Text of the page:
Signs and symptoms M.E.N.1

Parathyroid: Hyperparathyroidism is present in ≥ 90% of patients. Asymptomatic hypercalcemia is the most common manifestation: about 25% of patients have evidence of nephrolithiasis or nephrocalcinosis. In contrast to sporadic cases of hyperparathyroidism, diffuse hyperplasia or multiple adenomas are more common than solitary adenomas.

Pancreas: Pancreatic islet cell tumors occur in 60 to 70% of patients. Tumors are usually multicentric. Multiple adenomas or diffuse islet cell hyperplasia commonly occurs; such tumors may arise from the small bowel rather than the pancreas. About 30% of tumors are malignant and have local or distant metastases. Malignant islet cell tumors due to MEN 1 syndrome often have a more benign course than do sporadically occurring malignant islet cell tumors.

About 40% of islet cell tumors originate from a β cell, secrete insulin (insulinoma), and can cause fasting hypoglycemia. β-Cell tumors are more common in patients < 40. About 60% of islet cell tumors originate from non-β-cell elements and tend to occur in patients > 40. Non-β-cell tumors are somewhat more likely to be malignant.

Most islet cell tumors secrete pancreatic polypeptide, the clinical significance of which is unknown.Gastrin is secreted by many non–β-cell tumors (increased gastrin secretion in MEN 1 also often originates from the duodenum). Increased gastrin secretion increases gastric acid, which may inactivate pancreatic lipase, leading to diarrhea and steatorrhea. Increased gastrin secretion also leads to peptic ulcers in > 50% of MEN 1 patients. Usually the ulcers are multiple or atypical in location, and often bleed, perforate, or become obstructed. Peptic ulcer disease may be intractable and complicated (Zollinger-Ellison syndrome—see Tumors of the GI Tract: Zollinger-Ellison Syndrome). Among patients presenting with Zollinger-Ellison syndrome, 20 to 60% have MEN 1.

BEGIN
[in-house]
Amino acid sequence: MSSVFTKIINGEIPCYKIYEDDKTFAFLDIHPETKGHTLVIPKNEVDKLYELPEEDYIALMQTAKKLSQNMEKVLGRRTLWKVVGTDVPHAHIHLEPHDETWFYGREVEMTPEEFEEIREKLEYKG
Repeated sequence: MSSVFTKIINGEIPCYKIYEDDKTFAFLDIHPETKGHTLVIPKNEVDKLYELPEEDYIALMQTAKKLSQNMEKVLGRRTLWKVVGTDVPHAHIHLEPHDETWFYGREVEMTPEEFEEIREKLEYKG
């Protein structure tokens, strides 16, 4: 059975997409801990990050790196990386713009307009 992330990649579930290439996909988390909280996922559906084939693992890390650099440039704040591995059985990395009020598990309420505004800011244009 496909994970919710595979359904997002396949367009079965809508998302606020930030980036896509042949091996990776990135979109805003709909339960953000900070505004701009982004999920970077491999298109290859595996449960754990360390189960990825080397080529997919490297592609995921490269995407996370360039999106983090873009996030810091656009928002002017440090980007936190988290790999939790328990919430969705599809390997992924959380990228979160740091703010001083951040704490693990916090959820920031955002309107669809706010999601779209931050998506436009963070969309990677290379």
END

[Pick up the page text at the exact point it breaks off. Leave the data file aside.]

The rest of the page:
A severe secretory diarrhea can develop and cause fluid and electrolyte depletion with non–β-cell tumors. This complex, referred to as the watery diarrhea, hypokalemia, and achlorhydria syndrome (WDHA; pancreatic cholera—see Tumors of the GI Tract: Vipoma), has been ascribed to vasoactive intestinal polypeptide, although other intestinal hormones or secretagogues (including prostaglandins) may contribute. Hypersecretion of glucagon, somatostatin, chromogranin, or calcitonin, ectopic secretion of ACTH (causing Cushing's syndrome), and hypersecretion of growth hormone–releasing hormone (causing acromegaly) sometimes occur in non–β-cell tumors. All of these are rare in MEN 1.

Nonfunctioning pancreatic tumors also occur in patients with MEN 1 and may be the most common type of pancreatoduodenal tumor in MEN 1. The size of the nonfunctioning tumor correlates with risk of metastasis and death.

Pituitary: Pituitary tumors occur in 15 to 42% of MEN 1 patients. From 25 to 90% are prolactinomas. About 25% of pituitary tumors secrete growth hormone or growth hormone and prolactin. Excess prolactin may cause galactorrhea (see Pituitary Disorders: Galactorrhea), and excess growth hormone causes acromegaly clinically indistinguishable from sporadically occurring acromegaly. About 3% of tumors secrete ACTH, producing Cushing's disease. Most of the remainder are nonfunctional. Local tumor expansion may cause visual disturbance, headache, and hypopituitarism. Pituitary tumors in MEN 1 patients appear to be larger and behave more aggressively than sporadic pituitary tumors.

Other manifestations: Adenomas and adenomatous hyperplasia of the thyroid and adrenal glands occurs occasionally in MEN 1 patients. Hormone secretion is rarely altered as a result, and the significance of these abnormalities is uncertain. Carcinoid tumors, particularly those derived from the embryologic foregut, occur in isolated cases. Multiple subcutaneous and visceral lipomas, angiofibromas, and collagenomas may also occur.

See also

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References